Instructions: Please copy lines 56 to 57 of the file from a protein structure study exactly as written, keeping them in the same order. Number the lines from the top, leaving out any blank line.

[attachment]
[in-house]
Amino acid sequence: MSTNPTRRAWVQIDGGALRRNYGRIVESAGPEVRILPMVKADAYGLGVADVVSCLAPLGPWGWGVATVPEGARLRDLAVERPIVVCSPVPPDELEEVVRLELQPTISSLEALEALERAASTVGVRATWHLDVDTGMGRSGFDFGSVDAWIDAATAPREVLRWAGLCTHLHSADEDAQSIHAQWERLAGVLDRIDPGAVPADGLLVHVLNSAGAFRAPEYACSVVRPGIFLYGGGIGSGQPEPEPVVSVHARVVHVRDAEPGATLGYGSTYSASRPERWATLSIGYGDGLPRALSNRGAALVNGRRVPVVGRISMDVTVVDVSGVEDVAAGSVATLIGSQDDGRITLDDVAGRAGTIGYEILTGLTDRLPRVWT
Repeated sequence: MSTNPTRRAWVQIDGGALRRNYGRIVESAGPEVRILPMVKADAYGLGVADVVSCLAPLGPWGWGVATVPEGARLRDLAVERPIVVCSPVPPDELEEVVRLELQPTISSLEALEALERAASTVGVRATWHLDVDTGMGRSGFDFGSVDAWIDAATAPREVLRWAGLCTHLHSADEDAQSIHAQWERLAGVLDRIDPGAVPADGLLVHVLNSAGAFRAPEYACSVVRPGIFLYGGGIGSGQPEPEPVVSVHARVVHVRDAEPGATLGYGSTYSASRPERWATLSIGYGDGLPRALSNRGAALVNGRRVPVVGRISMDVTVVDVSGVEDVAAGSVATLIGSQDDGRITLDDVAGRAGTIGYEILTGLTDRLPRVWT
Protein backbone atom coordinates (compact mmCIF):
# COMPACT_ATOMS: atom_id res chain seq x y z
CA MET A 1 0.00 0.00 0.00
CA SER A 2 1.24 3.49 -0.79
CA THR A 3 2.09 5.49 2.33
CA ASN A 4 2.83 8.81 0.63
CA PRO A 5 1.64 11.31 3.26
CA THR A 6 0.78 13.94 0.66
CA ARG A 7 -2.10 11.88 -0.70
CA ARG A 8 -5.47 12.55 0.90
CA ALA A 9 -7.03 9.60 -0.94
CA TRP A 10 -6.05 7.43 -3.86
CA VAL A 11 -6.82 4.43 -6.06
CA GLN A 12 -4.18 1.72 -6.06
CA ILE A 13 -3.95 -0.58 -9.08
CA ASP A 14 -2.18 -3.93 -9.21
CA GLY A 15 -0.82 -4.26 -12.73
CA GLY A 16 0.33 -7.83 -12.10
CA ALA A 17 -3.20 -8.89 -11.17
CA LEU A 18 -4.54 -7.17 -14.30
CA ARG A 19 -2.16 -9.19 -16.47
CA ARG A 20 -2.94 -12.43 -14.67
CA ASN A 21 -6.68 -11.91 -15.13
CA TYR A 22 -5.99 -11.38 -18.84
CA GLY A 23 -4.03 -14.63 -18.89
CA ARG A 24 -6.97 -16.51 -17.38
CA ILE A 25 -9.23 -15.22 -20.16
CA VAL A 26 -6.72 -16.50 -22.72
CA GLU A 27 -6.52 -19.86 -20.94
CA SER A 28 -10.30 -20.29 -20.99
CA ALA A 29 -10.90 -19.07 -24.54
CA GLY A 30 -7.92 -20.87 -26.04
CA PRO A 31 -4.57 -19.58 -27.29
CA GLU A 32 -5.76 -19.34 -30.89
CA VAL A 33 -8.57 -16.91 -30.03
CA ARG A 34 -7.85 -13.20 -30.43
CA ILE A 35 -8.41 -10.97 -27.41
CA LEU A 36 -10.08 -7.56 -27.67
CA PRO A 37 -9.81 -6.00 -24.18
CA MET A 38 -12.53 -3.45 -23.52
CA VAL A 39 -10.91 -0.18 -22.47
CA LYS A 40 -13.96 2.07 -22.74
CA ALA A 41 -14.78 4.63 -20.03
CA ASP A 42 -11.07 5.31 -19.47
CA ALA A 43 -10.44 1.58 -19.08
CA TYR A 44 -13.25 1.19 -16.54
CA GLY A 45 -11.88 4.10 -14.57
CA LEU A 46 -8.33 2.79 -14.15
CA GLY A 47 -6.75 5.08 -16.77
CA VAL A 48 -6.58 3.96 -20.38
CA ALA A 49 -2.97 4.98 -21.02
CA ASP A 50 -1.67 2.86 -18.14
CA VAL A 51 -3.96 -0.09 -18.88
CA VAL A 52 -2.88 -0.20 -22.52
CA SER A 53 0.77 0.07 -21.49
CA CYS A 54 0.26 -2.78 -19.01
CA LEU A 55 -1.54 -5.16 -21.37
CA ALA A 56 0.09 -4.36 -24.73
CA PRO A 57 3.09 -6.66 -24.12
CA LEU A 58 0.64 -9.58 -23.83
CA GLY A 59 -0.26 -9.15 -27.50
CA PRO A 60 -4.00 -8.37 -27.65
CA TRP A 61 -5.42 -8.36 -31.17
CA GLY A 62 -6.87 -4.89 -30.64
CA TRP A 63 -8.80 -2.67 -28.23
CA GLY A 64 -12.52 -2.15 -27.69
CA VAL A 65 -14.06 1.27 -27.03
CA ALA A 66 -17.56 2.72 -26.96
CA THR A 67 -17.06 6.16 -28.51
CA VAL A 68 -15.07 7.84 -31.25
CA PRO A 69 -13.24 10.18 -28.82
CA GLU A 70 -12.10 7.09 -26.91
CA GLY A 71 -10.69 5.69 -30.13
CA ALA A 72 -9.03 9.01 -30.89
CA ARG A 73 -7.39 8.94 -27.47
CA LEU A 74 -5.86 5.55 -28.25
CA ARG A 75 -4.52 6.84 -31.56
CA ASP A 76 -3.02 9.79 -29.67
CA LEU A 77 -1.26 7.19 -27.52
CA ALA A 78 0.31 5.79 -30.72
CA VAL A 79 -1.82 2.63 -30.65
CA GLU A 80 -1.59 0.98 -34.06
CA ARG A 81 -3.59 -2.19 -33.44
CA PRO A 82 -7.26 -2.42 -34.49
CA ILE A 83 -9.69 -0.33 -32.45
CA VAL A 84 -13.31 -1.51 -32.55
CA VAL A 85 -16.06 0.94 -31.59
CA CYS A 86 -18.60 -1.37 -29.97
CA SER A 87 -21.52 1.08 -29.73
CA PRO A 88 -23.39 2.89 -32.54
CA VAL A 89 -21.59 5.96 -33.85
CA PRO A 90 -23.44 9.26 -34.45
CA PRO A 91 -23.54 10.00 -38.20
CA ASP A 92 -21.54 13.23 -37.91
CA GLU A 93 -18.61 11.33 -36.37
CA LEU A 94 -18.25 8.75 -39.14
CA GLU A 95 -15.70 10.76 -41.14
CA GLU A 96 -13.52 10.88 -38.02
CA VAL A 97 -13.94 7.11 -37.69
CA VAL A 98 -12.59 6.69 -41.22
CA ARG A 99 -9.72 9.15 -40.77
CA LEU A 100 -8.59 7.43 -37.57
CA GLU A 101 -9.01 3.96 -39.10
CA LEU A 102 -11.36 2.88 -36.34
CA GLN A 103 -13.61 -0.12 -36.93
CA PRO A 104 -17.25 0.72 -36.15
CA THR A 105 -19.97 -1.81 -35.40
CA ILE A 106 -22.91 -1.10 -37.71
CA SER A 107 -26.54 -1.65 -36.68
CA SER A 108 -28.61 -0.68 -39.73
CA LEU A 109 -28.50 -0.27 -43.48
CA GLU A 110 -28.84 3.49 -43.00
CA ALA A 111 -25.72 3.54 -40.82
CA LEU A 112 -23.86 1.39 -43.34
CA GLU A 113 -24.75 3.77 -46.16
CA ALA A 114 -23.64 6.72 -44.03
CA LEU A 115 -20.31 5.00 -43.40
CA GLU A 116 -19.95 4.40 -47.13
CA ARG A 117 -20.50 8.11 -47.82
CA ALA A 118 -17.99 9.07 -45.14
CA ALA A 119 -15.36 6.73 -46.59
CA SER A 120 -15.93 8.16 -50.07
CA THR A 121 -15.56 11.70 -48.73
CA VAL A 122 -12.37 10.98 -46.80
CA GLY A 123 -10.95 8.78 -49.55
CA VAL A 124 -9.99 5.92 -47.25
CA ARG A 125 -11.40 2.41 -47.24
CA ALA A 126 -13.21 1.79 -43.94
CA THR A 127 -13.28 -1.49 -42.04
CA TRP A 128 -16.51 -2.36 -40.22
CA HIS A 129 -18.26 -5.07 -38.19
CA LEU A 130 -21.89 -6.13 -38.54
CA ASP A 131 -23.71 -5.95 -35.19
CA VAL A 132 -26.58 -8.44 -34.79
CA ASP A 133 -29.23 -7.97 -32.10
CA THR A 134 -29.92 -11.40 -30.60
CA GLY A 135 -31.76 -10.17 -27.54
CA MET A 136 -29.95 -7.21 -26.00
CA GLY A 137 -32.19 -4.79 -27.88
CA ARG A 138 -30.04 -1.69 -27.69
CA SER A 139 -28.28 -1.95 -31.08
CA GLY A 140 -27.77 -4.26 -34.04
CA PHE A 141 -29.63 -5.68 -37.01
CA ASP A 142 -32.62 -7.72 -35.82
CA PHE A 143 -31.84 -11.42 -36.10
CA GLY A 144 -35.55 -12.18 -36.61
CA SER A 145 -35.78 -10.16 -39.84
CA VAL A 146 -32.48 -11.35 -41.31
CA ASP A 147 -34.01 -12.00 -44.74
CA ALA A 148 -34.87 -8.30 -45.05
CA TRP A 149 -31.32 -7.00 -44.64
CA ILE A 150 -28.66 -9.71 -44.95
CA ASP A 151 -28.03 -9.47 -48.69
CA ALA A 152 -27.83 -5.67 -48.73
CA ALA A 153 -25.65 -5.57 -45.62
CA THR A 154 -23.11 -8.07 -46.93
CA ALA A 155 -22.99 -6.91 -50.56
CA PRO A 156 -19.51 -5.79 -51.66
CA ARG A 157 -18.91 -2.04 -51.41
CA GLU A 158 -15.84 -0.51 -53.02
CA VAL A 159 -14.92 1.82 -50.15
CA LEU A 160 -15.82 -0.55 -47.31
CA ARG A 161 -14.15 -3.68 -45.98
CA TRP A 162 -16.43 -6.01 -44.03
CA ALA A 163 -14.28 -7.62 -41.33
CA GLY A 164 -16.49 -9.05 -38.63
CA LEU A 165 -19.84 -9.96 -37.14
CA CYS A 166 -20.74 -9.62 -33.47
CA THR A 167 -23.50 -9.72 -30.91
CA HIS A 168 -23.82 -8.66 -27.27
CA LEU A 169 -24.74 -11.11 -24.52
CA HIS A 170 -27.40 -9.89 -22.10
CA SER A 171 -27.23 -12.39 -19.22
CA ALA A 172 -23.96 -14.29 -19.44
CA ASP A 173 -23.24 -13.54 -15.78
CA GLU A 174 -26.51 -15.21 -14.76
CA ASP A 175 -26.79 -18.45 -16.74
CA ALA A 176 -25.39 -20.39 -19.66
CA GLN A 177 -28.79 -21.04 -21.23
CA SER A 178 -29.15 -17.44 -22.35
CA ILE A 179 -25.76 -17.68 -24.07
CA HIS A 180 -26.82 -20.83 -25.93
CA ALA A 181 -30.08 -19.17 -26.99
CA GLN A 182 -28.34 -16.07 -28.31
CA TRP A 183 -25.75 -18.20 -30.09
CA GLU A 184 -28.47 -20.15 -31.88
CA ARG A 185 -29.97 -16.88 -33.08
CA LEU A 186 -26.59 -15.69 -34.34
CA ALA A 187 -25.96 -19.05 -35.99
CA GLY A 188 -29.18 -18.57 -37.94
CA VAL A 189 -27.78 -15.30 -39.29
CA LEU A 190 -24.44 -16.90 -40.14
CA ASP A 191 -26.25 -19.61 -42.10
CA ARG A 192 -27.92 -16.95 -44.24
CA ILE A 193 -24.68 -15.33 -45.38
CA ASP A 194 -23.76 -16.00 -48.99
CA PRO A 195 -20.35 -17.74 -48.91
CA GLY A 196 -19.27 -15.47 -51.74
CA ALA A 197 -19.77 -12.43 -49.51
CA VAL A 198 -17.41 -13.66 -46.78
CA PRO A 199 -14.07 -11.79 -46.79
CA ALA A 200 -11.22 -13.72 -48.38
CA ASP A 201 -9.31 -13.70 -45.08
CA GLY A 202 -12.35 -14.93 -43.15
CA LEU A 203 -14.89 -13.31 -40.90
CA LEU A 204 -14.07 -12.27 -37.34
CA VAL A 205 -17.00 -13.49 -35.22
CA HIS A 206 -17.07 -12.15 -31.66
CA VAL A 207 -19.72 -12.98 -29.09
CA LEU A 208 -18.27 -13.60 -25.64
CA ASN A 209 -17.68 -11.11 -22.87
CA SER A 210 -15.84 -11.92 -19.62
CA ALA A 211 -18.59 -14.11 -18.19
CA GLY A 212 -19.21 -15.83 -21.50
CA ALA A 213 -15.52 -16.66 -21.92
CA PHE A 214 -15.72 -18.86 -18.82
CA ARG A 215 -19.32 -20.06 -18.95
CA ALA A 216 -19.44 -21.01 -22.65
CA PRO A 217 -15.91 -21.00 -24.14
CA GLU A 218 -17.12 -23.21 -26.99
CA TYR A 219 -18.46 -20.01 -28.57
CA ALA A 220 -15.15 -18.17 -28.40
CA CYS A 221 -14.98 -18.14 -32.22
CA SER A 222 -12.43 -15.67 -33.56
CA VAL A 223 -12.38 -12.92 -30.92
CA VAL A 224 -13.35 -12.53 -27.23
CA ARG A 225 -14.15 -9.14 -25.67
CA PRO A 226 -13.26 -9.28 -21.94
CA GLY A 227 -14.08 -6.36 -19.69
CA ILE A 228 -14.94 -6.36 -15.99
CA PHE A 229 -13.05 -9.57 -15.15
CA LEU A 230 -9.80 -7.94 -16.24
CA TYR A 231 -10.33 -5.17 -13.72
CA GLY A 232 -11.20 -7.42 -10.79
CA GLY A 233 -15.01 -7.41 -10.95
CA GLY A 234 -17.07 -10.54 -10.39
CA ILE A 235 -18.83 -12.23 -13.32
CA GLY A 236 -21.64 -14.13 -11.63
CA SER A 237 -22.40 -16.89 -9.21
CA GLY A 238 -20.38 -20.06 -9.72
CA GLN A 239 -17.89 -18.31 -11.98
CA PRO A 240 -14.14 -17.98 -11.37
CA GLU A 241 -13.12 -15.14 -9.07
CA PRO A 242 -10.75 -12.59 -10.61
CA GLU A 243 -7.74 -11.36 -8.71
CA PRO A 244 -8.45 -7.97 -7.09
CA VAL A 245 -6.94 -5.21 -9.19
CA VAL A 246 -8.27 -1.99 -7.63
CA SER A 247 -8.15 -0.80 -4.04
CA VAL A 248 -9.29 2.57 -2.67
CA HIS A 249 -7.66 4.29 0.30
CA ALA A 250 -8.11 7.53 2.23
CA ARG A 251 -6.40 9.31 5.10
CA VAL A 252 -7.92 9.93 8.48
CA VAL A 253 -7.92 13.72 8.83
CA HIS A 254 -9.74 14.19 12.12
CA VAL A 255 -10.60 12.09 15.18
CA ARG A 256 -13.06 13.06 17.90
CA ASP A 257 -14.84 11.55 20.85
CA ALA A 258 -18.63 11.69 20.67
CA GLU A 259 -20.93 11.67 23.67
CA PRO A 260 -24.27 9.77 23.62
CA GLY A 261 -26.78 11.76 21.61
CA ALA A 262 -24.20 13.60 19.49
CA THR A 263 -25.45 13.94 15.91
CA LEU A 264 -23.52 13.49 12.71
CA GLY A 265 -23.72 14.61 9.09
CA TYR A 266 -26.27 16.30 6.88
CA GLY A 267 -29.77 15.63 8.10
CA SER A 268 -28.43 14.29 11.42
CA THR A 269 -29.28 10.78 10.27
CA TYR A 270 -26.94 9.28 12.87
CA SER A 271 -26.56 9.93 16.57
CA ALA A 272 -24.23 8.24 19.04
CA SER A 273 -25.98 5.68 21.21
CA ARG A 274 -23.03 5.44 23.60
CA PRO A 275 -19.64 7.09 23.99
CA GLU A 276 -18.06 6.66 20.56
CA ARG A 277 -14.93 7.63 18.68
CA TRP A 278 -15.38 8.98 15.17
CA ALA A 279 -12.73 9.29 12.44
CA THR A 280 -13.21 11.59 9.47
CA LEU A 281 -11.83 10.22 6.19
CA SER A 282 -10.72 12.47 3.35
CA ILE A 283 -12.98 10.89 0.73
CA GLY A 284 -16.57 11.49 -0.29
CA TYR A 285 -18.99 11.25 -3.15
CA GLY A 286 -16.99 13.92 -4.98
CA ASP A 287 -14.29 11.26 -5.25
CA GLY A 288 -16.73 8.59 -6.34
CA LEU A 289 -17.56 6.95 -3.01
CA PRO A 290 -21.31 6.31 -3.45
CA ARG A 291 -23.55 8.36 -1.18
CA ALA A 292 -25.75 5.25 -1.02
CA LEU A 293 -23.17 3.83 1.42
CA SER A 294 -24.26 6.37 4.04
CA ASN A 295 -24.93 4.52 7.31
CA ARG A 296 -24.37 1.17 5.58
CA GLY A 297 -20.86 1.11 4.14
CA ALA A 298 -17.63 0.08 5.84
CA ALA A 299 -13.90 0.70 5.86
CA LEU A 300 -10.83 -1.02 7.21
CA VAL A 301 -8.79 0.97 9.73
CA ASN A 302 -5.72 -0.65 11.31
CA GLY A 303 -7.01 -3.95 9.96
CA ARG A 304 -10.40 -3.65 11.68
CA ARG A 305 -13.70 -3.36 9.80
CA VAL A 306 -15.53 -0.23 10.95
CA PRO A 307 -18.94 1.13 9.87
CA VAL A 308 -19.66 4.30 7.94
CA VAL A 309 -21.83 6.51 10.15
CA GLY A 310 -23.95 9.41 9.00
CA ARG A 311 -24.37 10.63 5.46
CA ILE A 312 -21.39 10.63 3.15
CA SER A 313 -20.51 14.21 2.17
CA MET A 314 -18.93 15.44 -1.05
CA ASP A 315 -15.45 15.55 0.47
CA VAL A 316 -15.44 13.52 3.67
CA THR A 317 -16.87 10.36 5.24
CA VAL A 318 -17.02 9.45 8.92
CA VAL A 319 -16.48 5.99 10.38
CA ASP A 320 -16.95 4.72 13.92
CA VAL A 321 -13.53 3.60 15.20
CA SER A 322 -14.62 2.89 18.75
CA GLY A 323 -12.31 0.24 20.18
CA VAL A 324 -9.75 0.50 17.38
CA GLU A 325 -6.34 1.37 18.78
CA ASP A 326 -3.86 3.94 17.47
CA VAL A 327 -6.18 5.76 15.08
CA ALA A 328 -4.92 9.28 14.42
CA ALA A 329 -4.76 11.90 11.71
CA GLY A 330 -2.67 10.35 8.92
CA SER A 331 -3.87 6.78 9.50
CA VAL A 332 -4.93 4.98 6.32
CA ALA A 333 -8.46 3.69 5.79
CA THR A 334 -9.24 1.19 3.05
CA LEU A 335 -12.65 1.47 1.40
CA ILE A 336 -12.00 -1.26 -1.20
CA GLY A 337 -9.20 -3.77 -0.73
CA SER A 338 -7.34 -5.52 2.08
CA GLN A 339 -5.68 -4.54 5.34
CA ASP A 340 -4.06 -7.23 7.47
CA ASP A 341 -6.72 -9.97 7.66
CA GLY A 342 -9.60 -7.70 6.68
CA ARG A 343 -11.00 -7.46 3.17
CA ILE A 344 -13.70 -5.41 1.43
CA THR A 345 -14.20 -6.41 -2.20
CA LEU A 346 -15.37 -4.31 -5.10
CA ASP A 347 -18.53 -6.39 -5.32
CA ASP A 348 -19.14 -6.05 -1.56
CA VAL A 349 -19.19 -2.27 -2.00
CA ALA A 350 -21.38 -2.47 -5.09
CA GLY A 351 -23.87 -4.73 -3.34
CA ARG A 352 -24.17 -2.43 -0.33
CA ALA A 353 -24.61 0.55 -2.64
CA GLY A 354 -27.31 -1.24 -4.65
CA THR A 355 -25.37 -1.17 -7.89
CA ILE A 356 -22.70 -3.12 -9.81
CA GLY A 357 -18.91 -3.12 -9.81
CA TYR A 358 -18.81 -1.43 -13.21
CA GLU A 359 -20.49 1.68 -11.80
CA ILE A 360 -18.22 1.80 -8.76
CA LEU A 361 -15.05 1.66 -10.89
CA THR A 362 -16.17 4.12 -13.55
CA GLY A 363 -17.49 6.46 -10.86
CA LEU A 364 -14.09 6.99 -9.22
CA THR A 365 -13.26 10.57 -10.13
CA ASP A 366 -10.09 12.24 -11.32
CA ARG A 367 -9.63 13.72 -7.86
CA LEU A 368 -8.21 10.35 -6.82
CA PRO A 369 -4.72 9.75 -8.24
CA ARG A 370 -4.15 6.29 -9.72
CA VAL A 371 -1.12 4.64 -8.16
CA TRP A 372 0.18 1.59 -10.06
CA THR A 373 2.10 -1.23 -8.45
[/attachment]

CA VAL A 51 -3.96 -0.09 -18.88
CA VAL A 52 -2.88 -0.20 -22.52